“The petition for a writ of certiorari is denied,” the high court wrote in a Dec. 14 order (pdf), noting also that Justice Neil Gorsuch, who once sat on the bench of the 10th Circuit Court of Appeals, which declared the law unconstitutional in April, took no part in the consideration or decision of the petition (pdf).
Certiorari is a process of seeking judicial review of a lower court decision, with denial tantamount to the Supreme Court upholding the appeals court’s ruling.
Kansas Secretary of State Scott Schwab argued in the petition that the 10th Circuit Court violated the state’s constitutionally endowed authority to set election laws after both chambers of the Legislature found it “necessary and proper to require voter registration applicants to provide documentary proof of citizenship to verify that they meet the State’s qualification to vote.”
“A basic premise of our system of federalism is that States may make different choices as to what laws are appropriate,” he argued.
The law that was struck down by the appeals court and that was the subject of the appeal to the U.S. Supreme Court was championed by former Kansas Secretary of State Kris Kobach, who led President Donald Trump’s voter fraud commission. Kobach, a Republican, characterized the proof-of-citizenship law as an anti-fraud measure.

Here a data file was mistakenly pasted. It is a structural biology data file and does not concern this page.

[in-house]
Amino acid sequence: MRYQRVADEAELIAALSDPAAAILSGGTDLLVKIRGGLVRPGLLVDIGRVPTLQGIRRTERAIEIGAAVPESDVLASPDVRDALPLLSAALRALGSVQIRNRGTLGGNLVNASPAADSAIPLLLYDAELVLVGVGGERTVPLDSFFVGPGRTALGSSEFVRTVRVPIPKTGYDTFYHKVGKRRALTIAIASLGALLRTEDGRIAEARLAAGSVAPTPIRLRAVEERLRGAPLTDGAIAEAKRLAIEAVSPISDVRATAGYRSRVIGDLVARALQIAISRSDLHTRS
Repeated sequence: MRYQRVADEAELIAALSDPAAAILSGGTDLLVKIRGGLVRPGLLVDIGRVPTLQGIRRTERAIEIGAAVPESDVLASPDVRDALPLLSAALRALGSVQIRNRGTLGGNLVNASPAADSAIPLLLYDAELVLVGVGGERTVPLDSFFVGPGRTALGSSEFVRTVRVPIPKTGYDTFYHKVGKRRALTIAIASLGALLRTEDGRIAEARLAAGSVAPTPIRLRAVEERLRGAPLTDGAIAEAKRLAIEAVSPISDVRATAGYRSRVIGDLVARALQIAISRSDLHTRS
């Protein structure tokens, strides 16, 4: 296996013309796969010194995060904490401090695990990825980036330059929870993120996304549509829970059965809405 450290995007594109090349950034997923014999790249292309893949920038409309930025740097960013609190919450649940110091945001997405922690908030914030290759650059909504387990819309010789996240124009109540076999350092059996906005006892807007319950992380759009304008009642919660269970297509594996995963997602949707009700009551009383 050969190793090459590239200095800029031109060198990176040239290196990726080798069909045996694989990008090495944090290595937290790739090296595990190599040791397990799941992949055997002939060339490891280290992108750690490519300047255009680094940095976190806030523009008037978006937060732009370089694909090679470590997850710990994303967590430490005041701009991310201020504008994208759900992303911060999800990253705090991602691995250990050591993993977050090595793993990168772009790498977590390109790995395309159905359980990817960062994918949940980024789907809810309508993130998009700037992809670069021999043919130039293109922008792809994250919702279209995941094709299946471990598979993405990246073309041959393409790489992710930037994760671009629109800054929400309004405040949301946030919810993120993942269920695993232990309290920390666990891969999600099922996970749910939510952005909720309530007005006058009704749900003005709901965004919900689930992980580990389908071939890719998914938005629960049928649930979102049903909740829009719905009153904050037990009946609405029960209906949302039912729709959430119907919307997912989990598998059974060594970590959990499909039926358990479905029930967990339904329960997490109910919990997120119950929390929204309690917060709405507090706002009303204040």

The law mandated documentary proof of citizenship, such as a birth certificate or passport, in order to register to vote, over and above a Kansas law that requires people to produce driver licenses or other photo IDs to cast a vote in person.
“Well, this is the problem with aliens voting and aliens registering. There’s no way you can look on the voter rolls and say, this one’s an alien; this one’s a citizen,” Kobach said in 2018, when a Kansas district court first struck down the law, according to NPR.
The ruling was appealed and eventually made its way to the 10th Circuit Court of Appeals in Salt Lake City, which determined that it violates both the Equal Protection Clause of the U.S. Constitution and the National Voter Registration Act, commonly referred to as the “motor-voter law.”
“The Secretary has failed to show that a substantial number of noncitizens have successfully registered in Kansas,” the appeals court wrote in its April ruling (pdf), which also argued that the law would disenfranchise some 30,000 voters.
Dale Ho, director of the Voting Rights Project at the American Civil Liberties Union, argued the case before the appeals court and hailed its ruling.
“This law disenfranchised tens of thousands of Kansans, denying them the most fundamental right in our democracy,” he said in a statement. “We are gratified the court struck it down, and now call upon Kansas Secretary of State Scott Schwab to turn the page on Kris Kobach’s sorry legacy of voter suppression, drop any further appeals, and work with us collaboratively in the interests of all Kansas voters.”
Schwab, who backed the proof-of-citizenship law when he was in the state legislature, pursued the Supreme Court appeal in his role as Kansas secretary of state.
The Supreme Court’s denial of the appeal comes days after it rejected a contest-of-election case brought by Texas, which argued that officials and courts in the battleground states of Pennsylvania, Michigan, Wisconsin, and Georgia exceeded their constitutional authority when they relaxed voting laws and standards—without the approval of state legislatures—and opened the door to potential election fraud.